David Temple introduces the first commercial recording in English since Britten's in 1971
My first St John Passion was in the Barbican in 2011 with Crouch End Festival Chorus. It was in German, and with modern instruments at A=440. Though I was pleased with the performance, I was struck by the lukewarm response from the audience. I decided to programme it once again in German, on this occasion with my Hertfordshire Chorus in St Albans Cathedral in 2015. Shortly before we began rehearsals for it, I attended a performance by the chamber choir Ishirini, whose conductor, Jeremy Rouse, had chosen to perform it in English. I listened, totally transfixed, and immediately made the decision to change my upcoming performance to English and also to use a period orchestra in Baroque pitch – A=415.
The performance in St Albans was musically just as good as the one in 2011 but the palpable difference was the reaction of the audience: people were visibly moved by hearing the unfolding events in their own language. It was at this point that a few friends suggested I record the work in English with Crouch End Festival Chorus and so Chandos Records was approached – and to my utter delight, they agreed to take on the recording.
I was aware that the catalogue of St John Passion recordings is well stocked and that almost all of these are in German and with small professional choirs, as has been the fashion for the past 40 years. The most recent recording in English was back in 1971 with Benjamin Britten conducting the Wandsworth School Boys’ Choir. So I felt that there was total justification for embarking on a new one – especially given the superb translation by Neil Jenkins published in 2003 – with a hope that it would introduce this truly great work to new listeners throughout the English-speaking world.
I deliberately planned the recording sessions so that the dramatic recitatives (performed brilliantly by Evangelist Robert Murray) would lead into and out of each chorus, and the narrative would thus make you feel as if you were actually witnessing the crucifixion as it happened. Hearing the choir vent their collective spleen on ‘We have no King but Caesar!’ was truly chilling. The passage where the dying Jesus (Ashley Riches) entwines his mother with the disciple John is truly heart-rending. For the more reflective moments in this and other recordings, i.e. the arias, the German and the English versions battle it out for supremacy; however, when it comes to the depiction of the story, with all its utter brutality mixed with glorious tenderness, the English (assuming you are not a fluent German speaker, of course) wins hands down in my opinion. No programme notes or surtitles are needed (especially with the clarity of the words that we took care to ensure): this horrific event is transported directly from the singers to the audience.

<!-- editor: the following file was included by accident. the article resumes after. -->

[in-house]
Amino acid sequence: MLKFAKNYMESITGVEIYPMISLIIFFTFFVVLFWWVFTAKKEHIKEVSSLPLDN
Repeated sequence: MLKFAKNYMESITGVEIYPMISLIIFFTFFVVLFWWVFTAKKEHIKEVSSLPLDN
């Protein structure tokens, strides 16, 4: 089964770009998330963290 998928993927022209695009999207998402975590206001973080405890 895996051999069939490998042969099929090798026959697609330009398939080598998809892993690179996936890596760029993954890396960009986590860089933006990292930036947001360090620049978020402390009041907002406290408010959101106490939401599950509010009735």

The other aspect of the recording which is different from all recent versions is the size of the choir. We had exactly 100 singers for the sessions. Given that Haydn was inspired to write The Creation having heard a choir of thousands sing Handel’s Messiah, I have no issues with large choirs performing Baroque and Classical works as long as they are suitably prepared and also play to their strengths. One of my favourite movements on our new recording is the chorus ‘Let us not divide…’, which is where the Roman soldiers are tussling over Christ’s robe. Here the chorus achieves the agility, lightness and virtuosity of a top-class chamber choir – and paints a wonderfully bustling scene akin to Oxford Street on Boxing Day!
Whether or not the recording is to everyone’s taste, we are adding a new interpretation to those already in existence. Of course, I hope the recording is well received – but the most important aspiration I have is to introduce many new listeners to this pinnacle of artistic achievement.
This new recording of Bach's St John Passion sung in English is reviewed in the April issue of Gramophone and is released on March 31. For further information, please visit: chandos.net